“Fear can make us panic, or do things which make matters worse, like circulating rumors online, hoarding face masks or food, or blaming particular groups for the outbreak.” ~ Prime Minister of Singapore
Starting off the first day of corona news that emerged from China, as it started reportedly in December 2019, when a group of people from China’s northern Hubei province developed an unexplained pneumonia-like condition.
As expected false assumptions and rumors about the coronavirus outbreak have been running riot on media in other countries as well as in Sri Lanka. More specifically, believing in “when it bleeds it leads conflict journalism principal, mainstream media such as print media, radio, television and social media continue to inject fear psychosis to the young and old, as well as educated and uneducated engaging in the usual “Blame Game”. All media outlets, starting with mainstream media including print and have come up with special programmes, discussions, interviews chaired by so-called “corona specialists” (some are surely political corona pundits ) pretending that they know everything about the corona and how to overcome the threat better than anyone else. From the crowds that flock into supermarkets, pharmacies, and basic food outlets, it is clear from the outset that some so-called “corona pundits“ have given Mahadana mutttha type solution to solve basic problems that arise regularly due to the imposition of curfew and related issues not foreseen by them. As mentioned in the Sunday Times, editorial It was unbecoming of the Presidential Media Unit to put the blame on the general public for what happens usually when the locked-down or locked-up citizenry flock straight to besieged supermarkets, wholesale markets, grocery stores, food distributing vehicles and pharmacies that are opened for a limited time. In events beyond their control, public should not be held ‘scapegoats’ or blamed as it happens not even for maintaining strictly the social distancing and avoiding large gatherings. I was appalled too, to see innocent people including elderly and mothers with their children who have come from near and far distances to go empty-handed because even the most of state Osu Halas are closed, and asked to use mobile phones. Even they have phones, not all Smartphones, and they do not have k the basic English language skills to use “What’s Up App”. It is surprising that most of these Political Corona Pundits have forgotten or they pretend that they have not thought about the existence of ‘digital divide’. Most of us know (except these so-called corona politicians) digital divide as it called, typically exists between those in cities and those in rural areas; between the educated and the uneducated; between socioeconomic groups; and, globally, between the more and less industrially developed nations. Even among populations with some access to technology, the digital divide can be evident in the form of lower-performance computers, lower-speed wireless connections, lower-priced connections such as dial-up and limited access to subscription-based content and language issue.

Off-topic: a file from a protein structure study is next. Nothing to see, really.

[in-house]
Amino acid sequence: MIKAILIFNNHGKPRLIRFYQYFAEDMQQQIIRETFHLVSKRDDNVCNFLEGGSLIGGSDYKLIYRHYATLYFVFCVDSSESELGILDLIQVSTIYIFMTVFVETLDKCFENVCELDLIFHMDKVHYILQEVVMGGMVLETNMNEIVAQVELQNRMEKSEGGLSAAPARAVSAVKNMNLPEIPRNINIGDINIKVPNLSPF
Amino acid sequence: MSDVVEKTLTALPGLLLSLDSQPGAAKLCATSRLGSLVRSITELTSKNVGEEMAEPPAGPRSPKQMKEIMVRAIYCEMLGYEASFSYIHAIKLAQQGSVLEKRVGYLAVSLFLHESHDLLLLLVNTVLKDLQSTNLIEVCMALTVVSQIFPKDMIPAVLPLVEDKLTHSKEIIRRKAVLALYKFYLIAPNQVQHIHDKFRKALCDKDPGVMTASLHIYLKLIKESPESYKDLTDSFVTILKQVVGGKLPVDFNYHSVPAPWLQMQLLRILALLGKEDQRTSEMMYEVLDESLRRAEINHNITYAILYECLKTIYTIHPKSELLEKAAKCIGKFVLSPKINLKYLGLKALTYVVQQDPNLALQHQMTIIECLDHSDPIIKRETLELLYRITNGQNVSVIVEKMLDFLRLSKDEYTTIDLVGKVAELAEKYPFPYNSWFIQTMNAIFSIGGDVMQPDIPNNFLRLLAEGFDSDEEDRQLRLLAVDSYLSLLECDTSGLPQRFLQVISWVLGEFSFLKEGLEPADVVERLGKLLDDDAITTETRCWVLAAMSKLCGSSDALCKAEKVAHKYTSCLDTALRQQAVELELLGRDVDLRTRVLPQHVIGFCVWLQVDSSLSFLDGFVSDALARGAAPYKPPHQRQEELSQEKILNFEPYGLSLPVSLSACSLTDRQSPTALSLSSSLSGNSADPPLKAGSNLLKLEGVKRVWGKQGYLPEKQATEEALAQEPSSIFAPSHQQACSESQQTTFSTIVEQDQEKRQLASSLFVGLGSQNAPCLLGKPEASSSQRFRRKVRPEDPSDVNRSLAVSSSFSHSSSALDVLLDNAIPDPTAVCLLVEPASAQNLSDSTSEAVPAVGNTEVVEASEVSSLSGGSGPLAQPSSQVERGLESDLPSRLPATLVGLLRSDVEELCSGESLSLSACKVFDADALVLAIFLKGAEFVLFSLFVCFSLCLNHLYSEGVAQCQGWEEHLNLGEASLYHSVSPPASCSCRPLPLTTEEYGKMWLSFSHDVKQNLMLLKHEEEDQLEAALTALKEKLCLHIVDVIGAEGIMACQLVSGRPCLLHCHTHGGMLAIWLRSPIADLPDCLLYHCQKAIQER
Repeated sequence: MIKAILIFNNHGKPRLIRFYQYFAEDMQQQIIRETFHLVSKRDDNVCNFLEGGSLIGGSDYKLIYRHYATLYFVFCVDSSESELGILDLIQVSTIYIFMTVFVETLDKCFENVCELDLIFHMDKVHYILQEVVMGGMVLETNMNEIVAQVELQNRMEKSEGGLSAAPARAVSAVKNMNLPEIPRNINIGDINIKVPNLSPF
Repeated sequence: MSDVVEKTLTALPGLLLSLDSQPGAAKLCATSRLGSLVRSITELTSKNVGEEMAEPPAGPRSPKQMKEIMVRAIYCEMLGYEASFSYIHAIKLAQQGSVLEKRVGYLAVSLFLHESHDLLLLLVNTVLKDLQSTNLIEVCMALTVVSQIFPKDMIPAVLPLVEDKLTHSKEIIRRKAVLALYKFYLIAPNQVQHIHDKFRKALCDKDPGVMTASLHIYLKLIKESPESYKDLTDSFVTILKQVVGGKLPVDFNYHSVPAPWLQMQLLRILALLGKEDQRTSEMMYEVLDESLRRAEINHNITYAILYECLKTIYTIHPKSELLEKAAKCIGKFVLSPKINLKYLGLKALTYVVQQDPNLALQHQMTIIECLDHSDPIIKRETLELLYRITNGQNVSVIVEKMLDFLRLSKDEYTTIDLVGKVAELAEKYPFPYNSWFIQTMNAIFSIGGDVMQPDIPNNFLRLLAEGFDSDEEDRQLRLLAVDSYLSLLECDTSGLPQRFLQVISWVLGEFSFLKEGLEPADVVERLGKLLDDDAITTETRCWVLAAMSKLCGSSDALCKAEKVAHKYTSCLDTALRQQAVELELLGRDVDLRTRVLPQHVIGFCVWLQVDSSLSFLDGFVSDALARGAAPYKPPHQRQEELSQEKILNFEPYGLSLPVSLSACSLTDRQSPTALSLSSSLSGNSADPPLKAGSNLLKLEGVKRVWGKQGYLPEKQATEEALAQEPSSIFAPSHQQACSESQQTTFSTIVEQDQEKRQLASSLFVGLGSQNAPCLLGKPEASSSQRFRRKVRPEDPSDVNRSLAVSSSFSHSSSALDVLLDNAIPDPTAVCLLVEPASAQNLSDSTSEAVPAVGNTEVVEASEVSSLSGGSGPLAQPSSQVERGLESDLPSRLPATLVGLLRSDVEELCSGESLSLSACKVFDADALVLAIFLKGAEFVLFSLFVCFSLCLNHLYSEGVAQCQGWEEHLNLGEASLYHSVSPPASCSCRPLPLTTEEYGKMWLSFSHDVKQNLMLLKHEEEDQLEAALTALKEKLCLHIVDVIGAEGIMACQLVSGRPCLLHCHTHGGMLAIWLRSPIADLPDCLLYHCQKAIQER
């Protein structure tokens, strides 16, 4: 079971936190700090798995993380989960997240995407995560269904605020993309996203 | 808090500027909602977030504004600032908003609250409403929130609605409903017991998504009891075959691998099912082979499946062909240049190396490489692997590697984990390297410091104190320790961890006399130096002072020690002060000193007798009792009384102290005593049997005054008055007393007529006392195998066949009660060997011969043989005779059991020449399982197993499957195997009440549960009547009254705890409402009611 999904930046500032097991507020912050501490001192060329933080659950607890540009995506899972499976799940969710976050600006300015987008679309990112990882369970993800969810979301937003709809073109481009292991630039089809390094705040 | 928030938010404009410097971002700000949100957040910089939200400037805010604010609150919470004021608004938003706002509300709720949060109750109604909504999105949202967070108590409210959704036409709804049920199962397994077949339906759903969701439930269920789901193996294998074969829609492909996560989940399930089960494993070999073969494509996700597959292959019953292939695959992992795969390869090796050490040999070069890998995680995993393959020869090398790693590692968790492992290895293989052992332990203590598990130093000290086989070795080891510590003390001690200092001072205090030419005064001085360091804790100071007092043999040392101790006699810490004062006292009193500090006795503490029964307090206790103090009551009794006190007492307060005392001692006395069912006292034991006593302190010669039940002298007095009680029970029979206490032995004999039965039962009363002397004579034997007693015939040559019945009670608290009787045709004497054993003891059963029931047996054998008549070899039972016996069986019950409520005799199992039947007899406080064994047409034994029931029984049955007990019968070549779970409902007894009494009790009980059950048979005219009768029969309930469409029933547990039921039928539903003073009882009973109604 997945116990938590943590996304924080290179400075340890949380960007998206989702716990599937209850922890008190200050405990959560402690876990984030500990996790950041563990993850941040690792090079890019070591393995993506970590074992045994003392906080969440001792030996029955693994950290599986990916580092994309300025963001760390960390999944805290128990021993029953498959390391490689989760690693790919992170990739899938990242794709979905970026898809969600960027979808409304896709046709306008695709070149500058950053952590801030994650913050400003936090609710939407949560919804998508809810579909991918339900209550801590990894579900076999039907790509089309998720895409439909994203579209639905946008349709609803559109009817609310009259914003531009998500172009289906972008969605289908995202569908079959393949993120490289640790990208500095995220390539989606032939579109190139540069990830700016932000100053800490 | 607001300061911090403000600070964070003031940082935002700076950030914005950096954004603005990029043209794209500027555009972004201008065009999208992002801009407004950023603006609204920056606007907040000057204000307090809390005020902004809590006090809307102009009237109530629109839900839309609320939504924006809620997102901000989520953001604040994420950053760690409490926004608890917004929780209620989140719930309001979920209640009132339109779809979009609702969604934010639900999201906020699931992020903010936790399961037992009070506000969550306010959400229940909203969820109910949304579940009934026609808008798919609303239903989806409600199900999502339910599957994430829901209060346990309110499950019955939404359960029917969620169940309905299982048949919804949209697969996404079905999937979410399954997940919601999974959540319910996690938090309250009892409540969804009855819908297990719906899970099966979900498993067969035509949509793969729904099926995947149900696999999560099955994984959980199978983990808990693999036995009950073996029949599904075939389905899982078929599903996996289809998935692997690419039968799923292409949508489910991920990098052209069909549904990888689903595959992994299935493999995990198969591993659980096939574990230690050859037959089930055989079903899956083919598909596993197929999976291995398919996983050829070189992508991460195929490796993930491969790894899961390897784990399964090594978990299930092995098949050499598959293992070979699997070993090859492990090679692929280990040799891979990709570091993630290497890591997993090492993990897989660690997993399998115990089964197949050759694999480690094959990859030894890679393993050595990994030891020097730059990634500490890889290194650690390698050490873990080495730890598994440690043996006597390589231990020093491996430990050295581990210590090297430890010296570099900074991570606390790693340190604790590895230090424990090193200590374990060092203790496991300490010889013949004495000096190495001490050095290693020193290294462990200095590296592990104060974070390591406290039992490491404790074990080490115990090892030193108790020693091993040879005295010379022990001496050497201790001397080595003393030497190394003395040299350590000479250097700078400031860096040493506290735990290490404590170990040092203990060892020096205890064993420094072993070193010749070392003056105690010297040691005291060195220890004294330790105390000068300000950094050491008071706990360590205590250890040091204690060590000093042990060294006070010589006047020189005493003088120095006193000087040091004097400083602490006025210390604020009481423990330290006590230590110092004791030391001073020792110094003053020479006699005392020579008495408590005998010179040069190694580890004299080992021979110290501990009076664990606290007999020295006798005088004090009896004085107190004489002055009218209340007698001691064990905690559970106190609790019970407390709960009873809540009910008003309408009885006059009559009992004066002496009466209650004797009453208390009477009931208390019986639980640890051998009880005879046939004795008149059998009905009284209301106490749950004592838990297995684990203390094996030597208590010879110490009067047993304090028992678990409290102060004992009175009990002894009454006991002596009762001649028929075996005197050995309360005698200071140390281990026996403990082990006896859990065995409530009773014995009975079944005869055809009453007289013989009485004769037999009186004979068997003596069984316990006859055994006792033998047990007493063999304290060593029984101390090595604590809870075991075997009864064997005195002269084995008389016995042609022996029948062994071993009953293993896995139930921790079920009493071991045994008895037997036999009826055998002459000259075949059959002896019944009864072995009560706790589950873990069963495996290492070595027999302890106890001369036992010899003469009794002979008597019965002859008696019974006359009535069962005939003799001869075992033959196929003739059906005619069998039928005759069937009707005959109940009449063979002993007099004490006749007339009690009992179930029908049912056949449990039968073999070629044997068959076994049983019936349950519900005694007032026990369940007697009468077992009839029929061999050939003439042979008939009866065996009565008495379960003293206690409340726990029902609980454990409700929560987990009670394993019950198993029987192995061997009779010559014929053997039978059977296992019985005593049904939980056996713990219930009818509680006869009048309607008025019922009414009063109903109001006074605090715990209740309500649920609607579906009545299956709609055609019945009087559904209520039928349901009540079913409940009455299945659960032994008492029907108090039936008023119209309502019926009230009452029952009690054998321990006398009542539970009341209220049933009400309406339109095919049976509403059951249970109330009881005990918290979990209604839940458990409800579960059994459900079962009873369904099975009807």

There are good information as well as more misinformation misleading the public at large at the moment because there is no synergy among the various panels who repeat promptly without thinking about the consequences whatever that come to their minds to please the anchors and to suit their political masters, For example, some doctors advise that “masks” wearing is not essential or necessary but some others advice it is a must and also compulsory. In another instance, government’s official communication says that food such as vegetables can be transported directly. even when there is curfew operating. However, we see on the television screen, that lorries bring vegetables to Colombo Manning Market, distributers cannot come and get those vegetables due to the prevailing curfew in Colombo and other places. Most of the decisions that are taken so far lack logic. Surely all of us agree that prevention is better than cure, and the situation is quite serious. Instead of lockdowns and full-time implementation of curfews, alternatives should be thought well in advance knowing some people have no money at all even to buy the basics. What is alarming is politicians, as well as officials, make certain statements without thinking of consequences further confusing the minds of even educated people. Is the sensational fear inculcating these days with the help of media justified?